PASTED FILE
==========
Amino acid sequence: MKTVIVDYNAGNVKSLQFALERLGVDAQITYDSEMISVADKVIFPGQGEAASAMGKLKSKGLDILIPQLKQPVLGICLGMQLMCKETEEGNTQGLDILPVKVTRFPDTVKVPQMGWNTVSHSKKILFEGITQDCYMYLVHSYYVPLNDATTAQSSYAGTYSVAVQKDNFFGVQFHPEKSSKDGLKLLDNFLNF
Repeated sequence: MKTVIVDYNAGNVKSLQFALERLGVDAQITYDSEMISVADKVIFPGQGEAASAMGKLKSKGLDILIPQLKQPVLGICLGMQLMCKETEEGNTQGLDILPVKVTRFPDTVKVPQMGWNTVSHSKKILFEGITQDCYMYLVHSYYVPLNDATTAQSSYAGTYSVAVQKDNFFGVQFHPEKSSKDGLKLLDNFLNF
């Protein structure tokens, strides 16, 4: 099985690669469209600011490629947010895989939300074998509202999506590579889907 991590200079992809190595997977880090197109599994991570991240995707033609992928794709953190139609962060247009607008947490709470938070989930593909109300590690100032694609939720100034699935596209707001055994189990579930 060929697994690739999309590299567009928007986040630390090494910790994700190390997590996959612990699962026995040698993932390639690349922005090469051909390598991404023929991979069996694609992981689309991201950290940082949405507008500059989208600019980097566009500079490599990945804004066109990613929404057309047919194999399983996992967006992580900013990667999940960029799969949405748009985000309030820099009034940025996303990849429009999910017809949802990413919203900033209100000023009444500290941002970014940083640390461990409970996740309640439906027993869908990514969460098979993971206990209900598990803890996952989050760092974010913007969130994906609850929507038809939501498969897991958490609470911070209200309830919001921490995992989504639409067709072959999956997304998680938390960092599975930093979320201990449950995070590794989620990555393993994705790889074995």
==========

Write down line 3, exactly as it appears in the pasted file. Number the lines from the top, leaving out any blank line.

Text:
């Protein structure tokens, strides 16, 4: 099985690669469209600011490629947010895989939300074998509202999506590579889907 991590200079992809190595997977880090197109599994991570991240995707033609992928794709953190139609962060247009607008947490709470938070989930593909109300590690100032694609939720100034699935596209707001055994189990579930 060929697994690739999309590299567009928007986040630390090494910790994700190390997590996959612990699962026995040698993932390639690349922005090469051909390598991404023929991979069996694609992981689309991201950290940082949405507008500059989208600019980097566009500079490599990945804004066109990613929404057309047919194999399983996992967006992580900013990667999940960029799969949405748009985000309030820099009034940025996303990849429009999910017809949802990413919203900033209100000023009444500290941002970014940083640390461990409970996740309640439906027993869908990514969460098979993971206990209900598990803890996952989050760092974010913007969130994906609850929507038809939501498969897991958490609470911070209200309830919001921490995992989504639409067709072959999956997304998680938390960092599975930093979320201990449950995070590794989620990555393993994705790889074995």